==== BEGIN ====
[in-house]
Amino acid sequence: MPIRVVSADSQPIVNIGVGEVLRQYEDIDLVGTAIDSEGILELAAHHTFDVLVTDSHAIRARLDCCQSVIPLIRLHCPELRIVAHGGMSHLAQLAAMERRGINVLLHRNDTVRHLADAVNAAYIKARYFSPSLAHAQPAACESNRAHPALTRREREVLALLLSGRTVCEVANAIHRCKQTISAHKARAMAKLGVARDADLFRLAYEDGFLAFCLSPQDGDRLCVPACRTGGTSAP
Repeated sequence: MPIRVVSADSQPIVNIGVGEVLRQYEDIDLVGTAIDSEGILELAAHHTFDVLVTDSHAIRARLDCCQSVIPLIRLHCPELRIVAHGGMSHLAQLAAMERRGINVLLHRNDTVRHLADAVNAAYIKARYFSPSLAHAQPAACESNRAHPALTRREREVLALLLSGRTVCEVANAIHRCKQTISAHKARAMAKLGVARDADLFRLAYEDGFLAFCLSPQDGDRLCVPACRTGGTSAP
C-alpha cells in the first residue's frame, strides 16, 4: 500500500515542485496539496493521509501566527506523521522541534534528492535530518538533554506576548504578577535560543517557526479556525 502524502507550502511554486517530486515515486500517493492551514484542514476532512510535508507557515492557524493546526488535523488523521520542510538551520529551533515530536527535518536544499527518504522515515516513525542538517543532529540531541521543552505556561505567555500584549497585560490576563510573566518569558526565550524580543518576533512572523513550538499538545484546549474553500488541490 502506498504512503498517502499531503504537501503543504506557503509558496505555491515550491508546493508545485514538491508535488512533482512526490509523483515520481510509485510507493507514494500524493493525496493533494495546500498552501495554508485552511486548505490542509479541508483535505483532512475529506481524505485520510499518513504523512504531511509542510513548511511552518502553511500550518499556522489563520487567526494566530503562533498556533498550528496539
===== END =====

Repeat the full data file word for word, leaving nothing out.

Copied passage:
[in-house]
Amino acid sequence: MPIRVVSADSQPIVNIGVGEVLRQYEDIDLVGTAIDSEGILELAAHHTFDVLVTDSHAIRARLDCCQSVIPLIRLHCPELRIVAHGGMSHLAQLAAMERRGINVLLHRNDTVRHLADAVNAAYIKARYFSPSLAHAQPAACESNRAHPALTRREREVLALLLSGRTVCEVANAIHRCKQTISAHKARAMAKLGVARDADLFRLAYEDGFLAFCLSPQDGDRLCVPACRTGGTSAP
Repeated sequence: MPIRVVSADSQPIVNIGVGEVLRQYEDIDLVGTAIDSEGILELAAHHTFDVLVTDSHAIRARLDCCQSVIPLIRLHCPELRIVAHGGMSHLAQLAAMERRGINVLLHRNDTVRHLADAVNAAYIKARYFSPSLAHAQPAACESNRAHPALTRREREVLALLLSGRTVCEVANAIHRCKQTISAHKARAMAKLGVARDADLFRLAYEDGFLAFCLSPQDGDRLCVPACRTGGTSAP
C-alpha cells in the first residue's frame, strides 16, 4: 500500500515542485496539496493521509501566527506523521522541534534528492535530518538533554506576548504578577535560543517557526479556525 502524502507550502511554486517530486515515486500517493492551514484542514476532512510535508507557515492557524493546526488535523488523521520542510538551520529551533515530536527535518536544499527518504522515515516513525542538517543532529540531541521543552505556561505567555500584549497585560490576563510573566518569558526565550524580543518576533512572523513550538499538545484546549474553500488541490 502506498504512503498517502499531503504537501503543504506557503509558496505555491515550491508546493508545485514538491508535488512533482512526490509523483515520481510509485510507493507514494500524493493525496493533494495546500498552501495554508485552511486548505490542509479541508483535505483532512475529506481524505485520510499518513504523512504531511509542510513548511511552518502553511500550518499556522489563520487567526494566530503562533498556533498550528496539